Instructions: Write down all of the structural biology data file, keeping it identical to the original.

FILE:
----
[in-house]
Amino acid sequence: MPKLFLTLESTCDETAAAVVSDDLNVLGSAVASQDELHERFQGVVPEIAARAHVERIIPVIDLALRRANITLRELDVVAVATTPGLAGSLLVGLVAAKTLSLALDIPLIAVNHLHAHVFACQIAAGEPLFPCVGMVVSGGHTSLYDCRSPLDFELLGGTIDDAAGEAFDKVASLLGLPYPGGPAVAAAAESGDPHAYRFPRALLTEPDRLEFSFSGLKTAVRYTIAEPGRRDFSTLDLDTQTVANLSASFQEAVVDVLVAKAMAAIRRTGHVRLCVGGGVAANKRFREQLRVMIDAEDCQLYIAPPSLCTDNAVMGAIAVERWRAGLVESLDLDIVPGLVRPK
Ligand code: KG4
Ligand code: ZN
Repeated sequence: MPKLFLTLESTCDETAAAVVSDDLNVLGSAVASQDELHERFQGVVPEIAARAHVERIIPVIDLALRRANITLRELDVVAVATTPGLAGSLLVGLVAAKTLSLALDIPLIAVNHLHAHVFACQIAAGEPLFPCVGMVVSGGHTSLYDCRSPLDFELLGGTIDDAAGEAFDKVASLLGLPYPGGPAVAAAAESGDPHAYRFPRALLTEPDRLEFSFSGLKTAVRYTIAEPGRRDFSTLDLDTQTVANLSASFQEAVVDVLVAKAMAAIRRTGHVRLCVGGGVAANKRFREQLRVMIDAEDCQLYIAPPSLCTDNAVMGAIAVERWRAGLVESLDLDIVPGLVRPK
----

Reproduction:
[in-house]
Amino acid sequence: MPKLFLTLESTCDETAAAVVSDDLNVLGSAVASQDELHERFQGVVPEIAARAHVERIIPVIDLALRRANITLRELDVVAVATTPGLAGSLLVGLVAAKTLSLALDIPLIAVNHLHAHVFACQIAAGEPLFPCVGMVVSGGHTSLYDCRSPLDFELLGGTIDDAAGEAFDKVASLLGLPYPGGPAVAAAAESGDPHAYRFPRALLTEPDRLEFSFSGLKTAVRYTIAEPGRRDFSTLDLDTQTVANLSASFQEAVVDVLVAKAMAAIRRTGHVRLCVGGGVAANKRFREQLRVMIDAEDCQLYIAPPSLCTDNAVMGAIAVERWRAGLVESLDLDIVPGLVRPK
Ligand code: KG4
Ligand code: ZN
Repeated sequence: MPKLFLTLESTCDETAAAVVSDDLNVLGSAVASQDELHERFQGVVPEIAARAHVERIIPVIDLALRRANITLRELDVVAVATTPGLAGSLLVGLVAAKTLSLALDIPLIAVNHLHAHVFACQIAAGEPLFPCVGMVVSGGHTSLYDCRSPLDFELLGGTIDDAAGEAFDKVASLLGLPYPGGPAVAAAAESGDPHAYRFPRALLTEPDRLEFSFSGLKTAVRYTIAEPGRRDFSTLDLDTQTVANLSASFQEAVVDVLVAKAMAAIRRTGHVRLCVGGGVAANKRFREQLRVMIDAEDCQLYIAPPSLCTDNAVMGAIAVERWRAGLVESLDLDIVPGLVRPK